There is no doubt that the revising authority may only call for the record of the order or the proceeding and the record alone may be scrutinised for ascertaining the legality or propriety of an order or regularity of the proceeding. But there is nothing in the Act that for passing an order in exercise of his revisional jurisdiction, if the revising authority is satisfied that the subordinate officer has committed an illegality or impropriety in the order or irregularity in the proceeding, he cannot make or direct any further enquiry. The words of Sub-section (2) of Section 12 that Dy. Commissioner 'may pass such order with respect thereto as he thinks fit' mean such order as may in the circumstances of the case for rectifying the defect be regarded by him as just. Power to pass such order as the revising authority thinks fit may in some cases include power to make or direct such further enquiry as the Deputy Commissioner may find necessary for rectifying the illegality or impropriety of the order or irregularity in the proceeding. It is, thereforee, not right baldly to propound that in passing an order in the exercise of his revisional jurisdiction, the Deputy Commissioner must in all cases be restricted to the record maintained by the Officer subordinate to him and can never make enquiry outside that record.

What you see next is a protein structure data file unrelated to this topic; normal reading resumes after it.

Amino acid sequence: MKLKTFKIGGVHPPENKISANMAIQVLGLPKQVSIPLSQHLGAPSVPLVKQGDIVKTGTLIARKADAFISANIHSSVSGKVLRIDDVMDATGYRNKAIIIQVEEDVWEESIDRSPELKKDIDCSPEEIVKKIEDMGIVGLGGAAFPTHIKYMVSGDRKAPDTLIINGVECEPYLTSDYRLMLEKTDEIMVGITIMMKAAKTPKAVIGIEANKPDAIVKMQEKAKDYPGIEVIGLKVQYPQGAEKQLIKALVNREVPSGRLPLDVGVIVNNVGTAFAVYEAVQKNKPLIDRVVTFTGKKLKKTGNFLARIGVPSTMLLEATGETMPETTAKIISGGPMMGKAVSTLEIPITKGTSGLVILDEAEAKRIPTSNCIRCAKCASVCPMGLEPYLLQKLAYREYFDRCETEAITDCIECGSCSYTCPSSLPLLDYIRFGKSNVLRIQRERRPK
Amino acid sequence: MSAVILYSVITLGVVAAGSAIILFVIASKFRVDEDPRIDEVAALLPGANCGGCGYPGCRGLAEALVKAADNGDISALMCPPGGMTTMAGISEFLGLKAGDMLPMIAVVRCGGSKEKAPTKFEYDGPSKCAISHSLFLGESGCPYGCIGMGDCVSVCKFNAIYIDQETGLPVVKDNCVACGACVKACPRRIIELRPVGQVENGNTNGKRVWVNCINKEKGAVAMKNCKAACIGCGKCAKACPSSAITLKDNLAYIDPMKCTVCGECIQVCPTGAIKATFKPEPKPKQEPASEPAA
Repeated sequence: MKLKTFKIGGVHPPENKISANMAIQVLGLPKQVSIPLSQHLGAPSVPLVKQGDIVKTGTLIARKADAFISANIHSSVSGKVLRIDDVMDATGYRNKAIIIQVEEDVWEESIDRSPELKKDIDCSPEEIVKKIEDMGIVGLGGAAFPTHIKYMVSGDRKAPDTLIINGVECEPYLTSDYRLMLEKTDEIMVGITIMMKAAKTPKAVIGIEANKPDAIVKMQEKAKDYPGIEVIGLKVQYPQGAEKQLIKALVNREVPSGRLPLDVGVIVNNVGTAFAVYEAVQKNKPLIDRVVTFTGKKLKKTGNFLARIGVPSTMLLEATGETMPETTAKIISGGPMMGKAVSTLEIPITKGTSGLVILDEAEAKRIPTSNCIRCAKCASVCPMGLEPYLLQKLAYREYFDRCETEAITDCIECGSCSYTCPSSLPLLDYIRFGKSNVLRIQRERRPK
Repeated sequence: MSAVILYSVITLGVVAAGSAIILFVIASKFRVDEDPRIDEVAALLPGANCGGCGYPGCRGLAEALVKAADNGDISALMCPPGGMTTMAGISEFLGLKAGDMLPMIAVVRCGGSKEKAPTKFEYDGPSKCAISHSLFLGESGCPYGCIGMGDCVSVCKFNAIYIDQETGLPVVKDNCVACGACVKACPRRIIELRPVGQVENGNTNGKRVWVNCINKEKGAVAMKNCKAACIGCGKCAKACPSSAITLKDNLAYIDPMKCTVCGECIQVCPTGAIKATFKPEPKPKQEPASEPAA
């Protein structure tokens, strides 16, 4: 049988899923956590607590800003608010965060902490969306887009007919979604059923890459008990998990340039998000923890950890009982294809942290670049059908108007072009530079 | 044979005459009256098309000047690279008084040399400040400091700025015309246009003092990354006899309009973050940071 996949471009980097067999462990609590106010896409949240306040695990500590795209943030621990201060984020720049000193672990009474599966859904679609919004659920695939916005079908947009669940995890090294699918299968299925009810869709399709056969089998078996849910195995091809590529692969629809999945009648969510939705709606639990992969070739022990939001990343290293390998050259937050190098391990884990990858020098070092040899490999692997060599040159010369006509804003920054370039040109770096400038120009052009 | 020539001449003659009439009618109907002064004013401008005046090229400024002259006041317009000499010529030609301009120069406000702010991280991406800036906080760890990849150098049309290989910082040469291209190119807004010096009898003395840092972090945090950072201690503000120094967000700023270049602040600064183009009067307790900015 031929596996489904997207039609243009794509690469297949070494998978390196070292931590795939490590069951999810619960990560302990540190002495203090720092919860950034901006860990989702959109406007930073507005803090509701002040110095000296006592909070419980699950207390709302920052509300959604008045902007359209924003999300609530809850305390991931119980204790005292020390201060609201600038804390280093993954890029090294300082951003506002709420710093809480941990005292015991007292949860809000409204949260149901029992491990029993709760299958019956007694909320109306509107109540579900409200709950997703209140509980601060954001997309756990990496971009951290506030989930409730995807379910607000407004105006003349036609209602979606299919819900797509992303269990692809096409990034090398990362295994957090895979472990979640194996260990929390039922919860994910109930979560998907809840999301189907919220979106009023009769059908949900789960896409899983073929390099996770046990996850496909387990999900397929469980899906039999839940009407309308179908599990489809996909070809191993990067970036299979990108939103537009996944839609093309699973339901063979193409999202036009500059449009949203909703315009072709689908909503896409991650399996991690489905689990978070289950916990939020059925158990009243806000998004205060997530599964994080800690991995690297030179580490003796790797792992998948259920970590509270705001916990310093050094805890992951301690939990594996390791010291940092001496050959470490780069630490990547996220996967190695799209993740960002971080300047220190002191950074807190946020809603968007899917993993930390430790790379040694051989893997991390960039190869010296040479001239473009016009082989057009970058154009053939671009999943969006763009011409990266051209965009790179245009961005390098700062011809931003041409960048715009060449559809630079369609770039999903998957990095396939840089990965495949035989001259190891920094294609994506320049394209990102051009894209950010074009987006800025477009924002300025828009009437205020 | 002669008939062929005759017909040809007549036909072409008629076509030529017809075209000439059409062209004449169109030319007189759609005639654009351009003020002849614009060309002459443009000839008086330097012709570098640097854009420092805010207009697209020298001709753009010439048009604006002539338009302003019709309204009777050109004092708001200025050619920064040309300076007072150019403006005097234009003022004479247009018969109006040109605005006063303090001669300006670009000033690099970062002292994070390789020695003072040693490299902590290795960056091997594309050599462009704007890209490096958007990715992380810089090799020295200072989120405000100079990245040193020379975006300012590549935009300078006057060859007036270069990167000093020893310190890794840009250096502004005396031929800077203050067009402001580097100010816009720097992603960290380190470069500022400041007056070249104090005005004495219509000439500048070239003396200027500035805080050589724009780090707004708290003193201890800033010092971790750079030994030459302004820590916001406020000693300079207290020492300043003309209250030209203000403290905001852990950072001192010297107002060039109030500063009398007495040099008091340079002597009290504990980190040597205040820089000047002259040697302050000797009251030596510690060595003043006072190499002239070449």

12. The second ground of attack also fails for these reasons. It is clear from Section 130 of the Act that the Board may only call for the record of any proceedings in which an officer of the customs has passed any decision or order and that record may be scrutinised for ascertaining the legality or propriety of the order. It has been brought on the record that the petitioner imported a consignment of 201 cases declared to contain Stainless Steel Angles S. S. Kazukawa Maru vide Bill of Entry No. 1548/121 of a declared value of Rs. 8,25,335/-. The Shed Appraiser had carried out the examination of the goods and recorded on the reverse of the Bill of entry 'description and sizes checked' and sent the sample to the Scrutinising Appraiser to confirm such description. The Scrutinizing Appraiser was doubtful about the description of the goods and, thereforee, had to make market enquiries and consult three experts. While doing so, only a cut sample of the goods imported was sent for opinion. On seeing the cut sample, the experts advised, that the imported goods were stainless steel angles. The Principal Appraiser on the basis of the recommendations gave the opinion that the goods imported are stainless steel angles and placed the record before Asstt. Collector of Customs who accepted the recommendations and ordered clearance of the goods. The show cause notice dated July 17, 1969 mentions the facts that Collector of Customs had called for and examined this record to satisfy himself about the legality and propriety of the orders of clearance. It mentions that the goods imported are stainless steel sheets of S.W.G. 26 and the width of 12', 13', 15' and length 10' and are bent in the middle along the length. The material in support of it, ante orders of clearance, inter alia, is the labels attached to the cases in which the goods in dispute are imported showing the following dimensions of the goods: